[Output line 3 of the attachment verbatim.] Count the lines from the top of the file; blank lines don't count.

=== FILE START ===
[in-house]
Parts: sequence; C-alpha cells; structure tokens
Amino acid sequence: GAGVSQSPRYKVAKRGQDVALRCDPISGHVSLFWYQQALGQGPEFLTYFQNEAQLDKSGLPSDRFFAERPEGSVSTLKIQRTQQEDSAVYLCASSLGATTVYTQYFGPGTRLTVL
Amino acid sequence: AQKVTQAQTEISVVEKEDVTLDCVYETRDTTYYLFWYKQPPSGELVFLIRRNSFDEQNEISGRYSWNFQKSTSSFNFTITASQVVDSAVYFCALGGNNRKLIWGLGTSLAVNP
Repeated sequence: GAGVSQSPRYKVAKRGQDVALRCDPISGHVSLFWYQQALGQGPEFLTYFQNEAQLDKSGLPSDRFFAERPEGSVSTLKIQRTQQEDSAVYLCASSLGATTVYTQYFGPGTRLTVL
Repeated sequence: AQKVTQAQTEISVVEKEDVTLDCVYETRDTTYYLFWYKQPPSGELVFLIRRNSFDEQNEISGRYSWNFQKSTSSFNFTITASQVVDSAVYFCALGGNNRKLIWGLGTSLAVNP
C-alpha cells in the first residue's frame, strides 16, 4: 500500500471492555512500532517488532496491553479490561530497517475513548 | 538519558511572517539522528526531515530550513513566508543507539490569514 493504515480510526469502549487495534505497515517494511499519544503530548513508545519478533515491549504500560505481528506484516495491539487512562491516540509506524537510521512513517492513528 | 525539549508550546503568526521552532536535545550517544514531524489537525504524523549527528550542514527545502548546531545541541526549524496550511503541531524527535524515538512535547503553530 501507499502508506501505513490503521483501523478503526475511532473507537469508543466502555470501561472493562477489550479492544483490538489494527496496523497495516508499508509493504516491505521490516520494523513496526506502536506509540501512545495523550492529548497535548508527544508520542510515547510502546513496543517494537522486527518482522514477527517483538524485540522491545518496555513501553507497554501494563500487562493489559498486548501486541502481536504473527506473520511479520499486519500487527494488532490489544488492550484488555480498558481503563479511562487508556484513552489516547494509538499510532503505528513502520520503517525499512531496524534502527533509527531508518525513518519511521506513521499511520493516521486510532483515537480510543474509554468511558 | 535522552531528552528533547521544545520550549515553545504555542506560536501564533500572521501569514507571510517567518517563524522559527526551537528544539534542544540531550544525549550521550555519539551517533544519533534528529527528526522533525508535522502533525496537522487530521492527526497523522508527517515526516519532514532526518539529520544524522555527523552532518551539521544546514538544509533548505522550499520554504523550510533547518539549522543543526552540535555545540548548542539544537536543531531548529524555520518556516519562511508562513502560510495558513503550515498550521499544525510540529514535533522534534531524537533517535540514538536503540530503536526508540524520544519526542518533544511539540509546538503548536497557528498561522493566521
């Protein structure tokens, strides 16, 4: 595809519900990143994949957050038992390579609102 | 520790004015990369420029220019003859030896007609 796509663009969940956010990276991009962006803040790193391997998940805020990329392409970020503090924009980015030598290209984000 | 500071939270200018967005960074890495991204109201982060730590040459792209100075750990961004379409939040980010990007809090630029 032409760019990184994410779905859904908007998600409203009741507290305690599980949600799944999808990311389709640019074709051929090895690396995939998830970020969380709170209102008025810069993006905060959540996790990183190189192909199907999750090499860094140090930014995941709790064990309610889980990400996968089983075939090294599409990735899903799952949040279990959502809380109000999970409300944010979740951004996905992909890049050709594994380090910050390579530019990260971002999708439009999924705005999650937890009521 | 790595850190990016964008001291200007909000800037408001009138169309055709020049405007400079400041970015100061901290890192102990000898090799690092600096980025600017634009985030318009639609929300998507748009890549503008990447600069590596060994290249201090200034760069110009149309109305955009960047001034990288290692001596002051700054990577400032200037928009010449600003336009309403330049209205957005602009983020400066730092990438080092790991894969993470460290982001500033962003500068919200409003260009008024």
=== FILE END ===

Amino acid sequence: GAGVSQSPRYKVAKRGQDVALRCDPISGHVSLFWYQQALGQGPEFLTYFQNEAQLDKSGLPSDRFFAERPEGSVSTLKIQRTQQEDSAVYLCASSLGATTVYTQYFGPGTRLTVL